All native birds, reptiles, amphibians and mammals (except the dingo) are protected in New South Wales by the Biodiversity Conservation Act 2016. Hundreds of these species are listed as threatened. The Department of Planning and Environment works to protect these species and their habitats.
Some fish species are also protected under NSW legislation. Check the Department of Primary Industries Fisheries website for details of protected fish species and threatened fish species.
Land-based invertebrate species are not protected by law in New South Wales unless they are listed as threatened. Aquatic invertebrates are the responsibility of the Department of Primary Industries. Visit the Fisheries website to find out which species are protected.
Exceptions or limits to the protection of native animals
Some native birds in certain areas
In certain parts of New South Wales, some native birds are not protected and can be harmed (culled) due to their adverse impacts on agriculture:
- sulphur-crested cockatoos and galahs have been declared 'locally unprotected' in the Western, North West, Central West, Riverina and Murray Local Land Services regions (excluding national parks and conservation areas), because of the damage they do to grain and oilseed crops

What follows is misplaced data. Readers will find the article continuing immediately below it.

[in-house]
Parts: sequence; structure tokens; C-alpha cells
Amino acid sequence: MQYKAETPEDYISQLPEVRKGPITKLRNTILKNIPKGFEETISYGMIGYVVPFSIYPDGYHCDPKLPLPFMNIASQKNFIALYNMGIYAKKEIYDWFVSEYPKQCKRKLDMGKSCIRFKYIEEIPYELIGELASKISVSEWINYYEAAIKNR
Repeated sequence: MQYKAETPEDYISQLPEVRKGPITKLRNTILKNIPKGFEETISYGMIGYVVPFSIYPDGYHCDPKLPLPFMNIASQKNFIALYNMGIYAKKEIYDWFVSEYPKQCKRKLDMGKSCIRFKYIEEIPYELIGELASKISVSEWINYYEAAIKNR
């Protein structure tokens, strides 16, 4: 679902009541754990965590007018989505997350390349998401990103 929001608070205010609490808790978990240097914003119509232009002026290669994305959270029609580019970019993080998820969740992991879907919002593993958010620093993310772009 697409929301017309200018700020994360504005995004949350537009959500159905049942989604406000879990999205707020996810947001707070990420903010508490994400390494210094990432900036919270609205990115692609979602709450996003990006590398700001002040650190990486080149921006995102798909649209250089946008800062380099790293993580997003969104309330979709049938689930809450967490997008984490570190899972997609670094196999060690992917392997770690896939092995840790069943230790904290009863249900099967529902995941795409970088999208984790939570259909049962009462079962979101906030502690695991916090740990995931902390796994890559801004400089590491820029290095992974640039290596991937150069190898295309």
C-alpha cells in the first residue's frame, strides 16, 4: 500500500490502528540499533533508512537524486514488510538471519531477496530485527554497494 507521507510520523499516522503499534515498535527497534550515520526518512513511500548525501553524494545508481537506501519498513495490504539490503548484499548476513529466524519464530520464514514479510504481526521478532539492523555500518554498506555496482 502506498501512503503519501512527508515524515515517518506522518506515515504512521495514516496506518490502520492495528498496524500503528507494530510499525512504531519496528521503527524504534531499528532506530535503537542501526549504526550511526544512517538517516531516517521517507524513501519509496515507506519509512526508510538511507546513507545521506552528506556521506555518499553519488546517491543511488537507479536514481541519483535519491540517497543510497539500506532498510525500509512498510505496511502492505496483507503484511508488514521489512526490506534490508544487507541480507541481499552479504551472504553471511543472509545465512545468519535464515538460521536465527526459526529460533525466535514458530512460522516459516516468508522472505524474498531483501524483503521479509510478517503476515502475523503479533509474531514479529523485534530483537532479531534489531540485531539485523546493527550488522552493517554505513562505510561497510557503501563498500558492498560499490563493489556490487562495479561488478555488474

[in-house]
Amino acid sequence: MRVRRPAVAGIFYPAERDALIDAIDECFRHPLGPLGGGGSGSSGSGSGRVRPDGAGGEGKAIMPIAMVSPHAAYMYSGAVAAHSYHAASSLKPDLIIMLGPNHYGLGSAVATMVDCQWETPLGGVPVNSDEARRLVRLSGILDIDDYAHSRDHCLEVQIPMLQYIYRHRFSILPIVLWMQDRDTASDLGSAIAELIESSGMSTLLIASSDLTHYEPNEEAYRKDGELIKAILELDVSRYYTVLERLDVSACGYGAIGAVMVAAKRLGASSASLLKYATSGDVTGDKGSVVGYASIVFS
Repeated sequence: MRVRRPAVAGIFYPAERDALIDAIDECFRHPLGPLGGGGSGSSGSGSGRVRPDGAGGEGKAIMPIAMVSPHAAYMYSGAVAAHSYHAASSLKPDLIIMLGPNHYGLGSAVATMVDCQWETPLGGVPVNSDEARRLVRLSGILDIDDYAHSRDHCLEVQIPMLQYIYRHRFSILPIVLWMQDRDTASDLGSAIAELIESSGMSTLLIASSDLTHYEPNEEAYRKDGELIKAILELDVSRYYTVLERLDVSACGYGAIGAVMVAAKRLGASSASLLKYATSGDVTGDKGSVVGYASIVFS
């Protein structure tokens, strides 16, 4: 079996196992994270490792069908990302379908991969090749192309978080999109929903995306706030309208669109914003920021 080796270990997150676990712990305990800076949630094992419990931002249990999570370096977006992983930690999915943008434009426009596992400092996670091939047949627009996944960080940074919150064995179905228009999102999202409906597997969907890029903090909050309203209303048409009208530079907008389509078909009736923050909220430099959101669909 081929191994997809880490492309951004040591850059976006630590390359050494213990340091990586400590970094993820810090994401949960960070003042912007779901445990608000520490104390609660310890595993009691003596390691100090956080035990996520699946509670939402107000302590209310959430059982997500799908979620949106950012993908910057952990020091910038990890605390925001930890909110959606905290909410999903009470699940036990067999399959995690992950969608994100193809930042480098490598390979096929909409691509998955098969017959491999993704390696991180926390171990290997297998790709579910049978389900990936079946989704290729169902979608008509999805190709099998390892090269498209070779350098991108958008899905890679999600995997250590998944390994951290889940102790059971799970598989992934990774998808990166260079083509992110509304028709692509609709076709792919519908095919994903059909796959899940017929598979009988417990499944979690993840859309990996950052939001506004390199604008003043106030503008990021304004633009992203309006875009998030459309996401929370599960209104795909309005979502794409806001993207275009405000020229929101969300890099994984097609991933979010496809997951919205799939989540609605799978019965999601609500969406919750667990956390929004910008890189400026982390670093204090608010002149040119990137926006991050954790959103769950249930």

- crows and ravens (corvids) are protected only in Greater Sydney Local Land Services region (and national parks and conservation areas) because they are blamed for the deaths of lambs in other areas
- the purple swamphen is not protected in 10 irrigation districts and areas in the Riverina and Murray Local Land Services regions (excluding national parks and conservation areas), where the species causes considerable damage to irrigated crops such as rice.
In New South Wales, the term 'wild dog' refers to dingoes, feral dogs, and hybrids. Wild dogs (including dingoes) are listed as priority pests in all regions of New South Wales, which places a duty on private landholders and public land managers to minimise the negative impacts of these species on their land and neighbouring lands under the Biosecurity Act 2015. Dingoes are therefore not protected under the Biodiversity Conservation Act.
Research has shown that over 90% of wild dogs in New South Wales are hybrids. However, although these animals pose a threat to livestock on agricultural land, they can also fulfil the ecological role of the dingo in natural environments. The NSW Wild Dog Strategy promotes a balance between managing wild dogs in areas where they have a negative impact, while preserving the ecological role of the dingo. Consistent with the strategy, wild dog control is not undertaken in parts of the landscape with a lower risk of negative impacts from wild dogs, to allow wild dogs to fulfil the ecological role of the dingo.
Protection of species in parks and reserves
All plants and animals living in NSW national parks and reserves are legally protected under the National Parks and Wildlife Act 1974.
Although most species of native mammals, birds, reptiles and amphibians are protected throughout the state, the department can licence people and organisations to control, hold and trade in protected species. For example, people can be licensed to: